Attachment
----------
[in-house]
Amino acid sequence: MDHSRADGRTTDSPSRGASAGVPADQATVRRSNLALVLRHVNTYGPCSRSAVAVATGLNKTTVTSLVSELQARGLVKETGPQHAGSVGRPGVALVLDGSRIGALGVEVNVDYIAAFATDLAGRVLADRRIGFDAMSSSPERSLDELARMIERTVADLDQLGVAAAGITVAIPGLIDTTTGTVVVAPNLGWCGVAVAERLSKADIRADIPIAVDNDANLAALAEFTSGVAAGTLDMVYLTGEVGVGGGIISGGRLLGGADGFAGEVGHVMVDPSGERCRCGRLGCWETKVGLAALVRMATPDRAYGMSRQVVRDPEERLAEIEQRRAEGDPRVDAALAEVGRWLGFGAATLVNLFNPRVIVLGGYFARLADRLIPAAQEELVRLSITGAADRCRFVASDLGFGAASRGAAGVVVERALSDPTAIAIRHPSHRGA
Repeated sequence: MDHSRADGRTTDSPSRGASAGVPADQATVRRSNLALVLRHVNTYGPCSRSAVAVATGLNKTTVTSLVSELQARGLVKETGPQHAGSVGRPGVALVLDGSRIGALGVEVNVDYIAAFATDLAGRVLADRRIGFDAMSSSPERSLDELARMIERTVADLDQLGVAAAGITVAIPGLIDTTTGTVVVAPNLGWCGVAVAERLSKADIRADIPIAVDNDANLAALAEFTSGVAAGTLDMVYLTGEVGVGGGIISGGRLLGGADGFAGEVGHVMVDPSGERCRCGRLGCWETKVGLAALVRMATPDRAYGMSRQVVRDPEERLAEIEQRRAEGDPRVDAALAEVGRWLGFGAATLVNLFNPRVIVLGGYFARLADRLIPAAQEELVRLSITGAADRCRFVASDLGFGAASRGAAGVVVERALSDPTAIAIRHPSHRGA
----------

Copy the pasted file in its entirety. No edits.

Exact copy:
[in-house]
Amino acid sequence: MDHSRADGRTTDSPSRGASAGVPADQATVRRSNLALVLRHVNTYGPCSRSAVAVATGLNKTTVTSLVSELQARGLVKETGPQHAGSVGRPGVALVLDGSRIGALGVEVNVDYIAAFATDLAGRVLADRRIGFDAMSSSPERSLDELARMIERTVADLDQLGVAAAGITVAIPGLIDTTTGTVVVAPNLGWCGVAVAERLSKADIRADIPIAVDNDANLAALAEFTSGVAAGTLDMVYLTGEVGVGGGIISGGRLLGGADGFAGEVGHVMVDPSGERCRCGRLGCWETKVGLAALVRMATPDRAYGMSRQVVRDPEERLAEIEQRRAEGDPRVDAALAEVGRWLGFGAATLVNLFNPRVIVLGGYFARLADRLIPAAQEELVRLSITGAADRCRFVASDLGFGAASRGAAGVVVERALSDPTAIAIRHPSHRGA
Repeated sequence: MDHSRADGRTTDSPSRGASAGVPADQATVRRSNLALVLRHVNTYGPCSRSAVAVATGLNKTTVTSLVSELQARGLVKETGPQHAGSVGRPGVALVLDGSRIGALGVEVNVDYIAAFATDLAGRVLADRRIGFDAMSSSPERSLDELARMIERTVADLDQLGVAAAGITVAIPGLIDTTTGTVVVAPNLGWCGVAVAERLSKADIRADIPIAVDNDANLAALAEFTSGVAAGTLDMVYLTGEVGVGGGIISGGRLLGGADGFAGEVGHVMVDPSGERCRCGRLGCWETKVGLAALVRMATPDRAYGMSRQVVRDPEERLAEIEQRRAEGDPRVDAALAEVGRWLGFGAATLVNLFNPRVIVLGGYFARLADRLIPAAQEELVRLSITGAADRCRFVASDLGFGAASRGAAGVVVERALSDPTAIAIRHPSHRGA